August 30, 1989 - From the August, 1989 issue

Councilwoman Gloria Molina: On the City Council, Mayoral Relations, Housing, and Redevelopment

Housing policy, CRA oversight, rent control—these are some of the issues the new Housing and Redevelopment committee will consider when the new Council committees are formed. The new Chairperson will be Councilwoman Gloria Molina of the 1st District. The Planning Report recently met with Molina to discuss policy and politics as the City Council begins its new term.

What are your expectations for the City Council's agenda as it starts its new term?

The President of the City Council has refocused all of the committees and put in appropriate jurisdictions for each committee. I think the housing Committee and the Planning Committee will be very effective in setting a new agenda for the City Council. For once there is an actual Housing Committee that will have jurisdiction over all housing issues and will coordinate housing policy. It will create a mechanism to start enacting housing policy in effective terms.

Until now, housing has been in the Community Development Department, Planning, the Grants Committee, the Housing Authority, and the CRA. One Committee will now have oversite to put in place policies to bring about the development of housing, bringing up substandard housing, and addressing the housing crisis. I also think the Council will continue to stress environmental issues. We usually treat EIR's as a pro-forma.

What is the role of the Mayor's office in setting the agenda?

It's hard to tell. I wish that the City Council worked closer with the Mayor. In my two years, this has not happened. We are always reacting to each other's proposals instead of working together in a legislative partnership. The Mayor approaches certain issues by setting up task forceswhich at least gives us an idea of the kind of proposals he is interested in. But for the most part we are not operating in concert with each other. We have to start a dialogue with the Mayor. We may disagree, but the Mayor has to play an important role in formulating or commenting on citywide policy.

Is the Mayor weakened by the events of the last 6 months?

I think the Mayor's relationship with the City Council is the same, and that is unfortunate. I wish the Mayor would look to many of us and try to develop proposals collectively. The Mayor really hasn't changed his way of operating very muchhis issues are introduced by press conference, and eventually they make their way to Council in some sort of legislative format. But for the most part, I don't know of any Councilmember who has a working relationship with the Mayor. I think this is unfortunate because it doesn't allow for citywide legislative remedies.

How does this lack of communication influence housing policy?

This is a perfect example. Councilman Woo and I authorized about 15 various motions of housing policy which were in the process of review when the Mayor decided to put together the Mayor's Blue Ribbon Committee on Affordable Housing. The group started a very effective analysis of the present housing situation and put in place housing initiatives which closely mirrored our recommendations. As a result our recommendations did not move through the legislative process. In the end they were very similar and they are moving with one another through the process. But one problem is that alternate proposals can slow each other up.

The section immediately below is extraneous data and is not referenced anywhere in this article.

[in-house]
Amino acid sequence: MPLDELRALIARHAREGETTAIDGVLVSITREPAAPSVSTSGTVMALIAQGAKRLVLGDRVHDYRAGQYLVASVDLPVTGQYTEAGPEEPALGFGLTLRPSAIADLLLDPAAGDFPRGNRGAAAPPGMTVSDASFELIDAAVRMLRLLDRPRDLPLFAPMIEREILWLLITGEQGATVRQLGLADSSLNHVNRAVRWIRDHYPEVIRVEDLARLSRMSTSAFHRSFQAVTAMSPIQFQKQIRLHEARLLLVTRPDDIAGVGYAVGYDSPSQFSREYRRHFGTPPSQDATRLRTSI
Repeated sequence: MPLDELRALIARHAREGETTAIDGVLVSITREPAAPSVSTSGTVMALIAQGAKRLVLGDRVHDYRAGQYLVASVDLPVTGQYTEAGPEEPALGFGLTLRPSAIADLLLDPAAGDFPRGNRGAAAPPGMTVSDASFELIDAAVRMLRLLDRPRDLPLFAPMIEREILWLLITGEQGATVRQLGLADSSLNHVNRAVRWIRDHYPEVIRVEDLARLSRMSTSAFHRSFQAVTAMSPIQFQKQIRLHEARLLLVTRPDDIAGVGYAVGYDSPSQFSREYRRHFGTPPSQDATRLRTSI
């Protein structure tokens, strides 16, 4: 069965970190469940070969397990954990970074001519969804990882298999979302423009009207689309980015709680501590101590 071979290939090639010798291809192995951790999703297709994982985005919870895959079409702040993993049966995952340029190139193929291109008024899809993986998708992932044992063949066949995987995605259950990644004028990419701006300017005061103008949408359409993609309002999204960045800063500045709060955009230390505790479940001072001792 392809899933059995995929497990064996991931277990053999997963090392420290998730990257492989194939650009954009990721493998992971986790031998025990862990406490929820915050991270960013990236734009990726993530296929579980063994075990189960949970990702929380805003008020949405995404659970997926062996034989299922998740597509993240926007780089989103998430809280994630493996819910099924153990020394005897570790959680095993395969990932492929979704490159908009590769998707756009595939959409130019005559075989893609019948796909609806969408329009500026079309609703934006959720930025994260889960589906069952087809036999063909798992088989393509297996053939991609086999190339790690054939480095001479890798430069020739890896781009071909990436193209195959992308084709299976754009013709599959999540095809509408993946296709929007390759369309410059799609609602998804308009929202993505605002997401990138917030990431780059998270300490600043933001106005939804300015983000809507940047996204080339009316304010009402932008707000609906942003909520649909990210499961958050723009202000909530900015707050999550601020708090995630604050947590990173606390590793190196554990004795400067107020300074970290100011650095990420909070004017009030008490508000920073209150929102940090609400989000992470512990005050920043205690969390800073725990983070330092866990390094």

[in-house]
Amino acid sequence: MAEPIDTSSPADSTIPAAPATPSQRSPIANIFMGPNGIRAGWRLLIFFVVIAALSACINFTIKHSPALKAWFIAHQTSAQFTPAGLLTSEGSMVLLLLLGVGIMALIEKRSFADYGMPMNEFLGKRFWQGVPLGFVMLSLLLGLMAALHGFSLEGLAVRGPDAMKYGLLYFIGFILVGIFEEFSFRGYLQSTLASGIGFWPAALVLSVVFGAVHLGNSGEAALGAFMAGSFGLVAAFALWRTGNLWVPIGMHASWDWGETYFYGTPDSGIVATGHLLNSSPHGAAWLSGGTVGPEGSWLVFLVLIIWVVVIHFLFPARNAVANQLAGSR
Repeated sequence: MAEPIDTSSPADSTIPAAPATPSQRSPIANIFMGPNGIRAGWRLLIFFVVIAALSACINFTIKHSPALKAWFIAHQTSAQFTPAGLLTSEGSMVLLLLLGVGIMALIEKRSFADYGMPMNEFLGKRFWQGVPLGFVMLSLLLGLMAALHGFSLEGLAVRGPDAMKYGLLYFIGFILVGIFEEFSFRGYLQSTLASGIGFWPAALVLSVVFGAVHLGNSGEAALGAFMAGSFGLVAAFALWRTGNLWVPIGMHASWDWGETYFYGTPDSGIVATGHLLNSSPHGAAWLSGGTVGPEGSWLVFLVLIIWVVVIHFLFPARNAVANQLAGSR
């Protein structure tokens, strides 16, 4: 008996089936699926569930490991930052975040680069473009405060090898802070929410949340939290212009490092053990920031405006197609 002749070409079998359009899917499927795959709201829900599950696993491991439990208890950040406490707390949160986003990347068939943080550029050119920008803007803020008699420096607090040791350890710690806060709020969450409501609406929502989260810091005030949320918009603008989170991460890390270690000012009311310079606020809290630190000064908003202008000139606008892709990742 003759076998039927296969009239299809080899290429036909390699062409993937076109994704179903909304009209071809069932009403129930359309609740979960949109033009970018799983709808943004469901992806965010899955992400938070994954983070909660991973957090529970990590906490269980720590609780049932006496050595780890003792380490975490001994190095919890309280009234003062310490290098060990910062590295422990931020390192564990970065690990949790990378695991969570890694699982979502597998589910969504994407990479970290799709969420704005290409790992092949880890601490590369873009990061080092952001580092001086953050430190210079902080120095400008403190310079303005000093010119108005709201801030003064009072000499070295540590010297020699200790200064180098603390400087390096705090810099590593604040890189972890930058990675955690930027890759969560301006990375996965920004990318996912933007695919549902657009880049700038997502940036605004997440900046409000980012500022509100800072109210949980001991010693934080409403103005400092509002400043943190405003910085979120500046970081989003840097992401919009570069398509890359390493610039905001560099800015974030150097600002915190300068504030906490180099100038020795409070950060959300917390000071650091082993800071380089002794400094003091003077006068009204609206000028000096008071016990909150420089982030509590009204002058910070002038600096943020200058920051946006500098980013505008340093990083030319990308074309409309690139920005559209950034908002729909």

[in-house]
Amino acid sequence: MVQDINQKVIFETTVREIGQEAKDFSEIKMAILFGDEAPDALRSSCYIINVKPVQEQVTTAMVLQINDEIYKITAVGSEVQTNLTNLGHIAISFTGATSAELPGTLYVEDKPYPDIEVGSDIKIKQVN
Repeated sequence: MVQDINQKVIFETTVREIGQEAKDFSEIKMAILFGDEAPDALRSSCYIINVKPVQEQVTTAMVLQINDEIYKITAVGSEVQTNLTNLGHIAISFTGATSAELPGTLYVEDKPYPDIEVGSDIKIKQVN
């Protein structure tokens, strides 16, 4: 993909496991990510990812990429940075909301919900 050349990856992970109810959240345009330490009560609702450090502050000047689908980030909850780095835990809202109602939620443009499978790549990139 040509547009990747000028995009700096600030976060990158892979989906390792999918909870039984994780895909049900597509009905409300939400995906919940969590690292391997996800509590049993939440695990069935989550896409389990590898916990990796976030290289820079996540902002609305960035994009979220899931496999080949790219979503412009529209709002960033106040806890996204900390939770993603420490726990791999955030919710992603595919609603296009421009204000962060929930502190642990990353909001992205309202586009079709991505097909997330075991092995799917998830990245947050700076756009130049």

There is some confusion as to who is the lead agency for housing. Who is your implementor of choice?

I'm not yet prepared to say who should be the implementor. I think that's one of the major policy areas that the Housing Committee has to address; the fact that the city has never had a Housing Committee talks about the disarray that housing policy is in. Just look at the implementation stage which is cut up into various departments. But I have yet to conclude who would be the proper agency.

Is your support of CRA a hint?

Oh no. I think that the CRA has done certain things well, but housing is not one of them. They have, however, done some good things. You look at what they've done for the central business districts as far as commercial development and selling up development agreements. But the reality is that the CRA has not focused on housing. You look at their housing statistics, and they're very impressed, but they're not very impressive considering the kind of money the agency has managed.

I think that housing is their lowest priority; it's not a money maker, but it is a responsibility. The agency is taking tax increment dollars that otherwise would be going into other social problems and housing. They have not been effective, but I think that they can be.

You're in favor or lifting the cap?

Three weeks ago I was in support of raising the cap. As we've been holding these hearings on cap oversight, I am not so sure anymore. I don't even know how much that amount is. The Mayor's proposal talked about $5 billion. The math works out to less than $1.5 billion which we would receive over twenty years. This is not a lot of money to build housing.

For anyone in the City Council who is interesting in developing more housing, lifting the cap will create a pool of funds, but it's not clear to us what the bottom line is. A lot of issues have not been clarified including the significance of the Ganb limit and the amount of money involved. If we do raise the cap, the Council must be directly involved in the priority planning.

Is there a new governing coalition taking shape for the City Council?

It's really hard to tell. In the past the City Council has operated with those kinds of governing coalitions, but I also think that what you're seeing now is a lot of independence from Councilmembers. I think that's healthy. You will find that some of us coalesce on environmental issues very clearly, but that coalition breaks up when you consider the implementation.

We agree on clean air and the environmental needs of the city, but when we discuss stopping growth, the coalition breaks up. There are people who are saying we need to address the economic needs and the housing needs of the city, and that means growth. It's hard to define whether there is a governing coalition.